Countries of the Pan-European region can seize the COVID-19 recovery as a turning point for green and healthy transport and mobility as a foundation to build a better future for all, urges a UN Task Force.
Bringing together over 50 experts from member States, international institutions, academia, public transport operators and industry experts, the Task Force set up in April 2020 by UNECE under the Transport, Health and Environment Pan-European Programme (THE PEP) has developed a set of key recommendations that member States can implement to support these efforts.
The recommendations are part of a policy document looking at the immediate effects of the pandemic and highlighting examples of what countries have done to deal with the crisis by introducing green and healthy mobility solutions. These cover a range of targeted actions aimed at promoting active mobility, increasing the protection of those who travel and increasing road safety. The recommendations were developed along seven key themes:
- Public space allocation for transport and spatial planning
Mobility systems need to be designed in a manner that encourages walking, cycling and other forms of non-motorised transport, with an emphasis on connectivity at the start and end of journeys and interchange along the route. This is vital to tackle urban congestion, which costs hundreds of billions of dollars globally each year, and to accelerate the decarbonization of the transport sector.
Good examples highlighted in the recommendations include the Mayor of London’s Transport Strategy which aims by 2041 for 80 per cent of journeys to be made by walking, cycling and public transport, for all Londoners to get 10 minutes of active travel twice each day, and for 70 per cent of Londoners to live within 400m of the London-wide cycle network.
- Increasing investment in public transport
According to data from the International Association of Public Transport (UITP), 60 billion passenger journeys were made per year on public transport in Europe before the pandemic. This contributed between €130 billion and €150 billion per year to the economy of the European Union alone. A UNECE/ILO study under THE PEP showed that doubling investment in public transport in the UNECE region would create almost 5 million new jobs worldwide by 2030, including 2.5 million jobs in the UNECE region.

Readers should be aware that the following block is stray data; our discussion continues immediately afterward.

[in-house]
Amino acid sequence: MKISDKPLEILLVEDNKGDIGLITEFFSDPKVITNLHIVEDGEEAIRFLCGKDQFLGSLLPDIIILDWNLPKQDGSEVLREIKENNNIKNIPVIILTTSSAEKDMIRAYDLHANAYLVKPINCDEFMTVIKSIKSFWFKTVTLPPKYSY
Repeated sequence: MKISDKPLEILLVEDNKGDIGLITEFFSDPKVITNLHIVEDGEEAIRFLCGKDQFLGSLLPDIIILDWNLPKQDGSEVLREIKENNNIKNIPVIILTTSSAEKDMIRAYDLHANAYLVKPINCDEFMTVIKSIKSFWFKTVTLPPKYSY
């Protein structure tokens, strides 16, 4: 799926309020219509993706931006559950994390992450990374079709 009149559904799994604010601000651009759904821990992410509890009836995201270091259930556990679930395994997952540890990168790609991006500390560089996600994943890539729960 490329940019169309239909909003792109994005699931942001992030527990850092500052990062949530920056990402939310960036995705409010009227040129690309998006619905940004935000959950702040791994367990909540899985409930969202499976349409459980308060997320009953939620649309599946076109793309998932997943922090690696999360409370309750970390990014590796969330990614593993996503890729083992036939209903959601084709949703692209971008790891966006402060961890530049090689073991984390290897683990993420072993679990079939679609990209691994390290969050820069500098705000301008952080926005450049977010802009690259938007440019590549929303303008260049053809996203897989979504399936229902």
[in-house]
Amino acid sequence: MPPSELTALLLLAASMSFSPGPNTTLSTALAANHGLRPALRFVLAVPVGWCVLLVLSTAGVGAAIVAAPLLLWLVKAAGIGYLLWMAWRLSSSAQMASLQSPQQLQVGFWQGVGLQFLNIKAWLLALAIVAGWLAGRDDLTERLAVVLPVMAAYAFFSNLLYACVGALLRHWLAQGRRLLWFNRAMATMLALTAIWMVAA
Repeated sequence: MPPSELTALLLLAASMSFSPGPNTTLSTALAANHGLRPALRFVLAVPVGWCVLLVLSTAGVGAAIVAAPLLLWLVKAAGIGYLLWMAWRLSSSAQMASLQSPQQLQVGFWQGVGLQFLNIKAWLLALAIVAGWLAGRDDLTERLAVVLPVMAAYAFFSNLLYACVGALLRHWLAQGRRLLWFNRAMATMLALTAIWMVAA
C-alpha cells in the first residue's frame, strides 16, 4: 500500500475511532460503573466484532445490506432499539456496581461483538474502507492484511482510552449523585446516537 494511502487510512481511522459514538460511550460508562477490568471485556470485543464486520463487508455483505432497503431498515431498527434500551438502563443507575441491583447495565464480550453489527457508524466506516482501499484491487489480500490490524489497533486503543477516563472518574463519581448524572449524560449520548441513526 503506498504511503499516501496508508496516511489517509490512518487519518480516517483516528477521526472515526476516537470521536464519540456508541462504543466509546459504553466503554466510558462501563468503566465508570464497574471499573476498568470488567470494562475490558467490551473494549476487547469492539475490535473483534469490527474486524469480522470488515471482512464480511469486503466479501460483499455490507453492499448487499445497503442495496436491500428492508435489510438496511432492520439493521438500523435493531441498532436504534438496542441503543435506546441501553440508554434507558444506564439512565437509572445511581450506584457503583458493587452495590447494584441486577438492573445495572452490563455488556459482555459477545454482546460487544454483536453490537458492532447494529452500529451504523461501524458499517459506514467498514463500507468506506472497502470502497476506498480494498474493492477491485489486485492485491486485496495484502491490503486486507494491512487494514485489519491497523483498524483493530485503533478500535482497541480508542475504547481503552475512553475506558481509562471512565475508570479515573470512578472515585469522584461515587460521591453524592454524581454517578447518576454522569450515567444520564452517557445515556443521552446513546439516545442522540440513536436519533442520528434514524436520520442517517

To regain people’s confidence in public transport after the COVID-19 crisis, the recovery plan of France devotes €1.2 billion to the development of public transport, such as metro, tram, bus and metropolitan train services, to provide eco-friendly mobility solutions in the densest urban areas. These resources complement financing by local authorities and could allow for total investment in public transport to be close to €5 billion. This measure will generate over 55,000 full-time equivalent jobs.
- Encouraging the adoption of e-mobility solutions
The electrification of public transport is a key tool for increasing the sustainability of urban mobility. The switch away from diesel-powered buses can have a strong direct impact on emissions in cities as well as making the use of public transport more desirable.
The use of electric private cars and electric micromobility solutions such as e-bikes and e-scooters is also growing across the region. Among country initiatives highlighted, the Government of Italy introduced a “mobility bonus” during the COVID-19 crisis, giving citizens living in larger urban areas a one-off voucher of up to €500 (or 60 per cent of the purchase cost) to buy bicycles, e-bikes or scooters. Recent surveys show that more than 2.5 per cent of the population owned an e-scooter by September 2020 and Italian bicycle retailers remarked a 60 per cent increase in sales in May 2020 in comparison to the year before.
The recommendations also point to the need for regulation and clear rules (for example, on speed limits and priority) for some new forms of micromobility, to ensure they are used safely and work in harmony with conventional transport.
- Introducing mobility management solutions